whose operations are either quite specialised and/or available mainly in a specific locality.
Relief and recovery coordination commence at the local level through Municipal Councils. As
required, these relief and recovery functions may escalate to regional or state level:
• when requested, because capability is exceeded, or expected to be exceeded; or
• where an emergency has affected multiple municipalities in one region, or multiple regions
within the state; or
• where an emergency has a significant community-wide impact or consequence, in which
case the Victorian Government may establish an event-specific relief or recovery
coordination structure to oversee a whole-of sector response.
State relief and recovery responsibilities include:
• review and maintenance of state relief and recovery plans and lead relief and recovery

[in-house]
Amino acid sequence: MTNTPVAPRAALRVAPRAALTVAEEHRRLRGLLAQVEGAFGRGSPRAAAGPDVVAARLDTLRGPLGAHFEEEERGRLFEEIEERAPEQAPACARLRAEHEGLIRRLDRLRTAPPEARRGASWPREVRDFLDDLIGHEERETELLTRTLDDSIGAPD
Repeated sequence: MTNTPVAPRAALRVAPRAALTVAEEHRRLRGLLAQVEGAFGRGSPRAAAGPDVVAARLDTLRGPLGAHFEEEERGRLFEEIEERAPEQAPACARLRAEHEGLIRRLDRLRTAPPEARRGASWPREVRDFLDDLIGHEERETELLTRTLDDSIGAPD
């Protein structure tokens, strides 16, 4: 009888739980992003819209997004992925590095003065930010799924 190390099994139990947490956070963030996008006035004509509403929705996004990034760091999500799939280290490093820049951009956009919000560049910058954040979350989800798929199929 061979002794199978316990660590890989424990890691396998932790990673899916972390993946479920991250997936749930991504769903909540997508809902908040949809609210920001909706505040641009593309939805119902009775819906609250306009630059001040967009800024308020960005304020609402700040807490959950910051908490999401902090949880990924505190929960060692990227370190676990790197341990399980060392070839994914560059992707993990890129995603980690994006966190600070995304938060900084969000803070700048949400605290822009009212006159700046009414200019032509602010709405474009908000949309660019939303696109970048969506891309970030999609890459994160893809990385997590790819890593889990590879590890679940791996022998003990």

planning processes – including state planning committees
• development of state relief and recovery plans and lead post-incident relief and recovery
processes – including operational committees
• the leading inter-jurisdictional and national liaison on Victorian relief and recovery
• coordination of existing state resources and activities across the relief and recovery sector,
including in support of local and regional relief and recovery coordination
• facilitation of the relief and recovery sector’s capability assessment, readiness and
preparedness
• coordination of state relief and recovery sector public information and messaging in
connection with Regional or Incident Joint Public Information Committees as required.
• assessment of the state situation, impacts, risks, progress and resources
• monitoring of the regional situation, impacts, risks, progress and resources
• collation and analyse state information on loss and damage and resulting consequence
• coordination of whole of government relief and recovery funding processes
• coordination of real time relief and recovery intelligence and information to the Victorian